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November 18, 2003

Recovered Prestige steel refutes poor maintenance claim

ABS says that the first piece of steel recovered from the wreck of the Prestige "appears to soundly refute allegations made by the Spanish government that the vessel was in poor structural condition."

The steel was recovered by a Spanish expedition that used remotely controlled underwater vehicles (ROVs) to cut and retrieve a section of hull plating from the starboard side of the vessel. As reported in the Spanish press, ABS has learned that thickness measurements taken on board the recovery craft confirmed that the material met class rule requirements. The plate, now in the custody of the court in Corcubion, had a minimum thickness at least equivalent to the design scantling of 20.5 mm.

As reported, says ABS, the sample also appeared to confirm that the interior coating of the plate was in good condition and that the plate had been subject to only mild exterior pitting from corrosion. ABS says it has also learned that extensive close-up video footage of the vessel has been taken by the ROVs and also appears to confirm that the plating thickness and condition were adequate.

"This evidence strongly refutes the continuing public allegations that have been made regarding the condition of the Prestige at the time of the casualty," said ABS spokesman and vice president Stewart Wade.

The most recent allegations stem from Spanish press reports of a fax, purported to have been sent to ABS by the temporary relief master of the Prestige in August of 2002. This fax has only just been made public, a full year after the casualty.

The fax is reported to enumerate various mechanical and structural defects. "ABS has conducted an extensive electronic search of all fax transmissions received at that time and has no record of having received the alleged communication from the master," said Wade. He also pointed out that the confirmation message reproduced in the Spanish press, purporting to show the message had been received by ABS, carries a telephone number in Greece associated with the owner of the vessel.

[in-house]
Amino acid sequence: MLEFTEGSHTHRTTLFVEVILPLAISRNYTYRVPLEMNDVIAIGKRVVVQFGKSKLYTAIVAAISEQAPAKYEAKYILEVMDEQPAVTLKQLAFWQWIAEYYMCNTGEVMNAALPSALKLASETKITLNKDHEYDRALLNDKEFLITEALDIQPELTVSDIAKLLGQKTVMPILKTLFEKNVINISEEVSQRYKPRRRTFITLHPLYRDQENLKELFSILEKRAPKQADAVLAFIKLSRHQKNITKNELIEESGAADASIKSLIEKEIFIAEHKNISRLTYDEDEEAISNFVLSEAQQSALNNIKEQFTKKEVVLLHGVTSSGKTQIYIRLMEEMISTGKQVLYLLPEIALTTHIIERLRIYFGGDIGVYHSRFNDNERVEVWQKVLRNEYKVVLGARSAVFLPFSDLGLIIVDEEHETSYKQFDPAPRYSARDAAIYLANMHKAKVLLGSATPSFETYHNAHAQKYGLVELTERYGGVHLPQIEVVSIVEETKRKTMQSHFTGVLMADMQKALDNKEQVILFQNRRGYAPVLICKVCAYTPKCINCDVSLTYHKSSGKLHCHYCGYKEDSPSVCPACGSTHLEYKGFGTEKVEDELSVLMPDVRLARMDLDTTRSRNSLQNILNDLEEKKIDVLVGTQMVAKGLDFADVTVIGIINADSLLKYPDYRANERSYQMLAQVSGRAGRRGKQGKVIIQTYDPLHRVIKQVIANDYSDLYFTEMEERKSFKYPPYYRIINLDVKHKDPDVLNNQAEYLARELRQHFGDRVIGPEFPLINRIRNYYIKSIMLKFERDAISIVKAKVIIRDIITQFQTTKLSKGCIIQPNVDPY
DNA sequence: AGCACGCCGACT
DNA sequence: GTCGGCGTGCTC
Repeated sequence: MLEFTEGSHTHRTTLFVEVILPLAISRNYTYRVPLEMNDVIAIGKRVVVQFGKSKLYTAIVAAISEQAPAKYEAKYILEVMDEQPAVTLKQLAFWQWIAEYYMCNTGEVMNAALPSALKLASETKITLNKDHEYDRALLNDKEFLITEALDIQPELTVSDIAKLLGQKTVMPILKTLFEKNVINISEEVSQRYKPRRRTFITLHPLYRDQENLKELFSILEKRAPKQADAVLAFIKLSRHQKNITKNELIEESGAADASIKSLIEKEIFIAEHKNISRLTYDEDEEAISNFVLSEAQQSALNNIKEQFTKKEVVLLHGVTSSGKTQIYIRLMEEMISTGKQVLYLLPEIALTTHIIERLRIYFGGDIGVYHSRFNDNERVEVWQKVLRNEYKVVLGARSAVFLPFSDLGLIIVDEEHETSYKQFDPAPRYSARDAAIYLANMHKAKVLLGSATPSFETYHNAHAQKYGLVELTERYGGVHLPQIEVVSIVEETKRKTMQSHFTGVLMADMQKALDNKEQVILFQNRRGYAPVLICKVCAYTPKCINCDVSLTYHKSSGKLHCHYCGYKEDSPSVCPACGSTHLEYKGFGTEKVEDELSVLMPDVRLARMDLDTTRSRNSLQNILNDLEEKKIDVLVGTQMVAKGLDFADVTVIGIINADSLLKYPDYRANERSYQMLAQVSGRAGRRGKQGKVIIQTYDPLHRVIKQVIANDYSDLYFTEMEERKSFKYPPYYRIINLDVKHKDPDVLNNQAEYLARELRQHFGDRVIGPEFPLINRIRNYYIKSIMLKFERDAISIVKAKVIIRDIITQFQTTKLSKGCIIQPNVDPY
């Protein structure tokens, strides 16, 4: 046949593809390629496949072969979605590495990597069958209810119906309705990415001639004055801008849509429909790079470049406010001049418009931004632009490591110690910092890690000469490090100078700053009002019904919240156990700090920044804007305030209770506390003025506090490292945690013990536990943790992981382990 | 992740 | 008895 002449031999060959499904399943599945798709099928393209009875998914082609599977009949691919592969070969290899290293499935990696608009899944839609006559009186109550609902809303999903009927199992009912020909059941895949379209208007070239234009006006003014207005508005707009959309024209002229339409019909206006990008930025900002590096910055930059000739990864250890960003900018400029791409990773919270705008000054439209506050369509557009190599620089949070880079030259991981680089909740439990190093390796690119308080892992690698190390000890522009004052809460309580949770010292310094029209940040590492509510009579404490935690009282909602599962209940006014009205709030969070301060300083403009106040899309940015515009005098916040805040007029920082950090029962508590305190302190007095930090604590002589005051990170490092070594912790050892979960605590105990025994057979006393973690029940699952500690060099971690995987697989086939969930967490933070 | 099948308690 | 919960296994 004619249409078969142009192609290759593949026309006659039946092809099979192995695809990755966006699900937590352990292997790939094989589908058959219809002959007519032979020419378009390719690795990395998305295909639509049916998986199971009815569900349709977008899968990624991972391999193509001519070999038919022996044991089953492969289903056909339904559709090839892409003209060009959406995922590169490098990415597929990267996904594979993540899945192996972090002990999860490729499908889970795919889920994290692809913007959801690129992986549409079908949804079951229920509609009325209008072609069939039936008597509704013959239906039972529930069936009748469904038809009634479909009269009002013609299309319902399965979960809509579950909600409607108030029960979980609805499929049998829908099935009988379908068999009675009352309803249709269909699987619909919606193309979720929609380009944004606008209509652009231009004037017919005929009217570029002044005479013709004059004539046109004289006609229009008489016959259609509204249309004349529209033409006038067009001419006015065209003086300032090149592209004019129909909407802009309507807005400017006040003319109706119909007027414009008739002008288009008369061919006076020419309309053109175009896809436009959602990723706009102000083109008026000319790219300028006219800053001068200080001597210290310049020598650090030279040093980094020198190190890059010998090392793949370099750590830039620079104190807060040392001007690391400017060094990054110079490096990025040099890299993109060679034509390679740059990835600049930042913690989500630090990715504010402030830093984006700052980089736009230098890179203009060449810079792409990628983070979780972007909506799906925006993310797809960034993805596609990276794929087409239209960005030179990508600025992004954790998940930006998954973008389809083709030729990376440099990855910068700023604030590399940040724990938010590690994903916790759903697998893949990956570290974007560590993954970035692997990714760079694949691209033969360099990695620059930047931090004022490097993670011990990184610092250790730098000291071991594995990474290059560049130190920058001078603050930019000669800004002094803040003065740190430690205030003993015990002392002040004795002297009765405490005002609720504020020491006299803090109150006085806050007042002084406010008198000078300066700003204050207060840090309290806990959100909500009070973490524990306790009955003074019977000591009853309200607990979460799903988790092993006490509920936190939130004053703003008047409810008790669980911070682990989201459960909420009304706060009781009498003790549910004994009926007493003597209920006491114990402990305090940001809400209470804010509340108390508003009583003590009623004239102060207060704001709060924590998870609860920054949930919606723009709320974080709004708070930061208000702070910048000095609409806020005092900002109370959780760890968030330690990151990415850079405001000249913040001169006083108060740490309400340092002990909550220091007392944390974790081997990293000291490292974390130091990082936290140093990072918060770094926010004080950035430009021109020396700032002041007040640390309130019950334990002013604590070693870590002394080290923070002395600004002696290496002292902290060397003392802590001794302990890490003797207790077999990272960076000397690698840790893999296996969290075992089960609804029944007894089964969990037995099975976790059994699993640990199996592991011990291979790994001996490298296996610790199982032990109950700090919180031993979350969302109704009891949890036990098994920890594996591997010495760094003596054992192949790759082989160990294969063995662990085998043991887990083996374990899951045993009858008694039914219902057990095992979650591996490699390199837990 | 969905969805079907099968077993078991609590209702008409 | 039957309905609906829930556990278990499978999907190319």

The published reproduction also indicates that the message was addressed to a then defunct commercial affiliate of ABS, not to the class society.

"Such a fax, direct to the class society by either the master or the owner would be very unusual," Wade added. ˝Not only would it have elicited an immediate response, but a printout of the fax would have been inserted into the vessel's survey correspondence file." ABS undertook an exhaustive search of the entire record of the Prestige immediately after the casualty and no such fax was found. The files were further investigated as part of the IACS ad hoc audit, to which the Spanish government was invited, but declined to send an observer.

The list of alleged deficiencies refer to items that were subject to extensive survey and renewal as part of the vessel's fifth special survey in China in 2001. "The records of that survey have been subject to intense independent scrutiny and no such shortcomings have been identified," said Wade.

The alleged presence of cracks in the Number 3 port cargo/ballast tank are of particular interest since this space was subject to extensive steel renewals at the special survey including the replacement of a substantial portion of the transverse bulkheads, repair and renewal of wasted sections of the longitudinal bulkhead, the renewal of sections of shell plating and renewal of corroded and damaged sections of the transverse web frames and plates.

"None of the evidence available to us, from the sample cut from the hull to the evidence relating to the surveys undertaken on the vessel, gives any credence to these most recent allegations," said Wade.

"In fact, if the alleged cracks were present, this would further substantiate the ABS claim that the vessel suffered a weakening of the hull structure as a consequence of the extensive lightering activities in which it was engaged in St Petersburg at the time this message was apparently sent to the owner of the Prestige," Wade added.

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